Post-GSP Plus status: Despite hurdles, textile exports rise considerably

Ultimate winners will be those who innovate and develop new products.

Farhan Zaheer November 30, 2014

KARACHI: Is Pakistan really taking full benefit of the European Union’s (EU) Generalised System of Preferences (GSP) Plus scheme?

Apparently, the answer is no, especially if one goes through recent news stories about acute energy shortages and security challenges. But the situation is not as bad as it may seem.

Despite all difficulties, Pakistan’s textile exports – constituting more than 50% of total overseas sales – to the EU have grown considerably since January 2014, the month when the country got the GSP Plus status.

Though exports of bed wear and cotton cloth have dropped, textile mills, especially those that produce knitwear and garments, have significantly increased shipments to the EU in the last 11 months. Therefore, those who are portraying the dismal picture, especially people from the textile industry, are not showing the complete picture.

Our friends in Europe have done their part by giving us the opportunity to export at preferential import duties until 2017. Now is our turn. However, for that we first need to change the attitude as we always blame the external factors or our internal structural weaknesses.

Pakistan is going to complete a whole year in December since it started enjoying the advantages of zero or low import duty structures under the scheme. It is high time the exporters and government sit together to find out what is pulling them back.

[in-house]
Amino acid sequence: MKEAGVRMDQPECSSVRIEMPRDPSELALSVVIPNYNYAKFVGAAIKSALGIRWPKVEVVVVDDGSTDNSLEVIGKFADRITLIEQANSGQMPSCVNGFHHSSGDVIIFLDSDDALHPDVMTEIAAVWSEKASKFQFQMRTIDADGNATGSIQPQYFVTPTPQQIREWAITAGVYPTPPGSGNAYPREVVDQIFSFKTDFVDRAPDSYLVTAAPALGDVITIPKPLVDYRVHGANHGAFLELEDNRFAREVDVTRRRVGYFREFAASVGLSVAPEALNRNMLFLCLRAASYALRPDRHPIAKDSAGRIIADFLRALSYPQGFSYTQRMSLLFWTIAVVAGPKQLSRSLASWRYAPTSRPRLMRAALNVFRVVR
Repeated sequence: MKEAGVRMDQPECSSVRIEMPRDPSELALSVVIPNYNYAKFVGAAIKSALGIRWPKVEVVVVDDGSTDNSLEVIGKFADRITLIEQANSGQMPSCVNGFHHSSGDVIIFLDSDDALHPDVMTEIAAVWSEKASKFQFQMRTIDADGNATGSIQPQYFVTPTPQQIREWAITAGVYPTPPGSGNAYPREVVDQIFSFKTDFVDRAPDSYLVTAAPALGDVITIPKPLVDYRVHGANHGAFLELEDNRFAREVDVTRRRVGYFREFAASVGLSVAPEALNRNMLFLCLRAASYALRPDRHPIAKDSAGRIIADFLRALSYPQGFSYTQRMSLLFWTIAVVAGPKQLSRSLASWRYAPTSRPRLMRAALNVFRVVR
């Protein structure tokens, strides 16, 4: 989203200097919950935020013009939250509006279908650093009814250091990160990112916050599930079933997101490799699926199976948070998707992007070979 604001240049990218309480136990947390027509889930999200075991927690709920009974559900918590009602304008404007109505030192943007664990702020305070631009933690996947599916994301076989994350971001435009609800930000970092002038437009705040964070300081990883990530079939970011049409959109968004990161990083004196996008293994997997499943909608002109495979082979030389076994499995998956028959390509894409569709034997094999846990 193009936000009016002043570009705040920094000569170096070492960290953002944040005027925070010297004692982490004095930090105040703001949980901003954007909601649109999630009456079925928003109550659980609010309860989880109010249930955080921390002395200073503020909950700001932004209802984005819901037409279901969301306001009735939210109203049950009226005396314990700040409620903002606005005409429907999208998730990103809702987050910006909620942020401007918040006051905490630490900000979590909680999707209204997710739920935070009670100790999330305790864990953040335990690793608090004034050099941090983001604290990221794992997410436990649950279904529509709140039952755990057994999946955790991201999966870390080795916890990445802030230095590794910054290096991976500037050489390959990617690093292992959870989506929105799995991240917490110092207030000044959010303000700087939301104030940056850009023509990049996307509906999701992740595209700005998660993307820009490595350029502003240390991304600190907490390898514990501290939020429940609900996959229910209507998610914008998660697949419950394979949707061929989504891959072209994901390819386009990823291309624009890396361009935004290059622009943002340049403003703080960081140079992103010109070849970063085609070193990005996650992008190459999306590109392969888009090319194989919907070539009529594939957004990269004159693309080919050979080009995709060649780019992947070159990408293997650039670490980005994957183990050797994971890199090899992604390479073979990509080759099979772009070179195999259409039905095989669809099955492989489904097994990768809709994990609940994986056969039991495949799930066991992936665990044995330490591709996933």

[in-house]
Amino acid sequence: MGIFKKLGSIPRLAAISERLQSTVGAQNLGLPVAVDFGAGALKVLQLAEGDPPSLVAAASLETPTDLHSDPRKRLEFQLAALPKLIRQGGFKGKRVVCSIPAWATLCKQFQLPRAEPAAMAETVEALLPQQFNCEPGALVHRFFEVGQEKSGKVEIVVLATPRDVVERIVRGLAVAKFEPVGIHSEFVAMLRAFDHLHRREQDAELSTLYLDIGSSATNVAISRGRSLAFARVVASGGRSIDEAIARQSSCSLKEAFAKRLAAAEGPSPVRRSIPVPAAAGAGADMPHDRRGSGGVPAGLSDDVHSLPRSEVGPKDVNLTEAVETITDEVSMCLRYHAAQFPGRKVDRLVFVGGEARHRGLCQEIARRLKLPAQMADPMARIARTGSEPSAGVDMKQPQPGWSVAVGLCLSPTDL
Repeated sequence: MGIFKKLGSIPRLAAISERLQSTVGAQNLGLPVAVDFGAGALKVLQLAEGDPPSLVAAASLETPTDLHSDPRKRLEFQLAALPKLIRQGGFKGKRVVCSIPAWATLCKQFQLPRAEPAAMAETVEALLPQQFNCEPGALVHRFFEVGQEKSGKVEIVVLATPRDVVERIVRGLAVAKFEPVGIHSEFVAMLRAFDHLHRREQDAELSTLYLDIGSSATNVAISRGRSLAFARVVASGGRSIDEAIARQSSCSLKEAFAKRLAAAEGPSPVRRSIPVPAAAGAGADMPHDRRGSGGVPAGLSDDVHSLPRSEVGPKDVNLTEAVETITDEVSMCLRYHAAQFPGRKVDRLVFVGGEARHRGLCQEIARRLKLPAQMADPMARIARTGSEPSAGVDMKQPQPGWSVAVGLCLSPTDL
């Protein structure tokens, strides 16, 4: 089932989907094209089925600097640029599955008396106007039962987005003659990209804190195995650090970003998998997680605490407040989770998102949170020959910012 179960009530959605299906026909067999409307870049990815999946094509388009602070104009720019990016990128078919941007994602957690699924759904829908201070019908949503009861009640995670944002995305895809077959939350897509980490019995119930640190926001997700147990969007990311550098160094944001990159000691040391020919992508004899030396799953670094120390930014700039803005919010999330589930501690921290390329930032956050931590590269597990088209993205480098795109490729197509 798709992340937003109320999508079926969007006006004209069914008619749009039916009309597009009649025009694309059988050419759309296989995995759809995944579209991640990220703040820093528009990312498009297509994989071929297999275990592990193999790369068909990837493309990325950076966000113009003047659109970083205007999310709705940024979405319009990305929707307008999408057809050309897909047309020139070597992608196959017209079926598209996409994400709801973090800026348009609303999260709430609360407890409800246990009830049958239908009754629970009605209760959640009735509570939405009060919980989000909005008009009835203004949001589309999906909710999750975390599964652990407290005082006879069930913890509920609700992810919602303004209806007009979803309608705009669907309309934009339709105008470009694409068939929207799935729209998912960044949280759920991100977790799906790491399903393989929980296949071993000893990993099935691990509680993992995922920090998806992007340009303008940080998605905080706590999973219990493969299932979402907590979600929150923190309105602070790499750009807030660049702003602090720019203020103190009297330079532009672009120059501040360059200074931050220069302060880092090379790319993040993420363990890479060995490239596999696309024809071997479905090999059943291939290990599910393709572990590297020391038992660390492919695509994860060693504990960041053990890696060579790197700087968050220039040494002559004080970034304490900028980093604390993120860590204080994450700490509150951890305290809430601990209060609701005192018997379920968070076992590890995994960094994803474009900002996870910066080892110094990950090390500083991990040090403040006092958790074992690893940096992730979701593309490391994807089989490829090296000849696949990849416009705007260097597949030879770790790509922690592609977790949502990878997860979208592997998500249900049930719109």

Pakistan’s textile exports to the EU increased to $3.512 billion in the first eight months of 2014, up 21.4% compared to $2.894 billion in the same period of previous year, according to the recent government data.

This $600-million jump in textile exports means Pakistan can easily achieve its target of adding $1 billion every year to total exports to the EU that it set after receiving the GSP Plus status.

“Our exports to the EU have jumped by 10-11% in the last 11 months,” said Babar Khan, CEO of Multinational Export Bureau, a Karachi-based factory which exports over 50% of its knitwear products to EU states.

During the last four months (Jul-Oct), overall knitwear exports have jumped by a handsome 25% compared to the same period of previous year. Similarly, readymade garment exports have increased by 10% in the same period.

However, what is worrying for the industry is the drop in cotton cloth and cotton yarn exports that declined by 36% and 10% respectively.

Despite energy shortages, security challenges and delay in sales tax refunds, Khan is optimistic that knitwear exports to the EU will remain significantly higher in the next 12 months.

But sales of some garment exporters have remained stagnant despite getting all the positives of the duty preference.

“Our exports have not grown in the past 11 months despite garment shipments to the EU markets,” Jawed Suleman, CEO of Sun Textiles, told The Express Tribune.

“After receiving benefits of the scheme, Pakistan’s textile exports should have been doubled in the last 11 months. But we cannot achieve this until we reduce our cost of production and improve the tax collection machinery,” added Suleman, who is also chairman of the Pakistan Readymade Garments Manufacturers and Exporters Association (PRGMEA).

However, the double-digit growth in exports of knitwear and other garments despite impediments such as the appreciation of the rupee is a healthy sign for the textile industry.

With relative stability in the exchange rate in recent months, strong macroeconomics and declining oil prices, Pakistan has many positives on its side. The winners will be those who innovate and diversify their products according to the market needs. Let’s see how smart the exporters are.

the writer is a staff correspondent

Published in The Express Tribune, December 1st, 2014.

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